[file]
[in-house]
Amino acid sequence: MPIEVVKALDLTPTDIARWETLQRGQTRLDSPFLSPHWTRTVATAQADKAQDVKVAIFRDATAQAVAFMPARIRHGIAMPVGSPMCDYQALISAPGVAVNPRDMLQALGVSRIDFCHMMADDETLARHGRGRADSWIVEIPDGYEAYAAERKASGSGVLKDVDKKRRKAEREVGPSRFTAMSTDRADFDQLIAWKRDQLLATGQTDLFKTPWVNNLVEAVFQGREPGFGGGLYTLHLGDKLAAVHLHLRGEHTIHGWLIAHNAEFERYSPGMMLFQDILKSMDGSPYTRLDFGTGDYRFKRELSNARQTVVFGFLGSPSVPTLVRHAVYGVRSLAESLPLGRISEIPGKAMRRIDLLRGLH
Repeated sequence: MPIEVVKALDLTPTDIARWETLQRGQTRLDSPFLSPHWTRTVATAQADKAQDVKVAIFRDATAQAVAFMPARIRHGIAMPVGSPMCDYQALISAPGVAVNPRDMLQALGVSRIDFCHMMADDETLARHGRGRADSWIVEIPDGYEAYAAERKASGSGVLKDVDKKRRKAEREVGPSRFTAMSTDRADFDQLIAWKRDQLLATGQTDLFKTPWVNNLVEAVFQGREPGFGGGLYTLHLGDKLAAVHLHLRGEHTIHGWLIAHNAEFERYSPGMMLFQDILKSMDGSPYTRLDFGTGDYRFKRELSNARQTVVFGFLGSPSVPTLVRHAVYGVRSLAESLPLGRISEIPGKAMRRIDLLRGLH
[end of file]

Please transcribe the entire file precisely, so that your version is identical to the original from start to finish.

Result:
[in-house]
Amino acid sequence: MPIEVVKALDLTPTDIARWETLQRGQTRLDSPFLSPHWTRTVATAQADKAQDVKVAIFRDATAQAVAFMPARIRHGIAMPVGSPMCDYQALISAPGVAVNPRDMLQALGVSRIDFCHMMADDETLARHGRGRADSWIVEIPDGYEAYAAERKASGSGVLKDVDKKRRKAEREVGPSRFTAMSTDRADFDQLIAWKRDQLLATGQTDLFKTPWVNNLVEAVFQGREPGFGGGLYTLHLGDKLAAVHLHLRGEHTIHGWLIAHNAEFERYSPGMMLFQDILKSMDGSPYTRLDFGTGDYRFKRELSNARQTVVFGFLGSPSVPTLVRHAVYGVRSLAESLPLGRISEIPGKAMRRIDLLRGLH
Repeated sequence: MPIEVVKALDLTPTDIARWETLQRGQTRLDSPFLSPHWTRTVATAQADKAQDVKVAIFRDATAQAVAFMPARIRHGIAMPVGSPMCDYQALISAPGVAVNPRDMLQALGVSRIDFCHMMADDETLARHGRGRADSWIVEIPDGYEAYAAERKASGSGVLKDVDKKRRKAEREVGPSRFTAMSTDRADFDQLIAWKRDQLLATGQTDLFKTPWVNNLVEAVFQGREPGFGGGLYTLHLGDKLAAVHLHLRGEHTIHGWLIAHNAEFERYSPGMMLFQDILKSMDGSPYTRLDFGTGDYRFKRELSNARQTVVFGFLGSPSVPTLVRHAVYGVRSLAESLPLGRISEIPGKAMRRIDLLRGLH